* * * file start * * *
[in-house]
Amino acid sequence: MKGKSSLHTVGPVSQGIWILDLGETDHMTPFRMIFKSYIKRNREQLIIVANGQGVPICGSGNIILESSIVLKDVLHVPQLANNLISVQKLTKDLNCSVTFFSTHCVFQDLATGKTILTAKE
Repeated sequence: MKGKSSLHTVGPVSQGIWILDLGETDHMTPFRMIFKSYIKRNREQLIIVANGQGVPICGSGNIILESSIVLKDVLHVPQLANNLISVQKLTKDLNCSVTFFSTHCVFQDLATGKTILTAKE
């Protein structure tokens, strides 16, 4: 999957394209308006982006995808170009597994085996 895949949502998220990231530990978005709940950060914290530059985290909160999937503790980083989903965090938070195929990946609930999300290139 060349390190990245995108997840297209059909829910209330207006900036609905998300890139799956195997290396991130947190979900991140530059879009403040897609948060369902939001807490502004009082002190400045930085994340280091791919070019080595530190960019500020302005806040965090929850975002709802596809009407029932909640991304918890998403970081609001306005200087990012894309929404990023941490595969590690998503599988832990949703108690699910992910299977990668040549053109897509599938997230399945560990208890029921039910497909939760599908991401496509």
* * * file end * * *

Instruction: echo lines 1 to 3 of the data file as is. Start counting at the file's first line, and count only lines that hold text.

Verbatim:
[in-house]
Amino acid sequence: MKGKSSLHTVGPVSQGIWILDLGETDHMTPFRMIFKSYIKRNREQLIIVANGQGVPICGSGNIILESSIVLKDVLHVPQLANNLISVQKLTKDLNCSVTFFSTHCVFQDLATGKTILTAKE
Repeated sequence: MKGKSSLHTVGPVSQGIWILDLGETDHMTPFRMIFKSYIKRNREQLIIVANGQGVPICGSGNIILESSIVLKDVLHVPQLANNLISVQKLTKDLNCSVTFFSTHCVFQDLATGKTILTAKE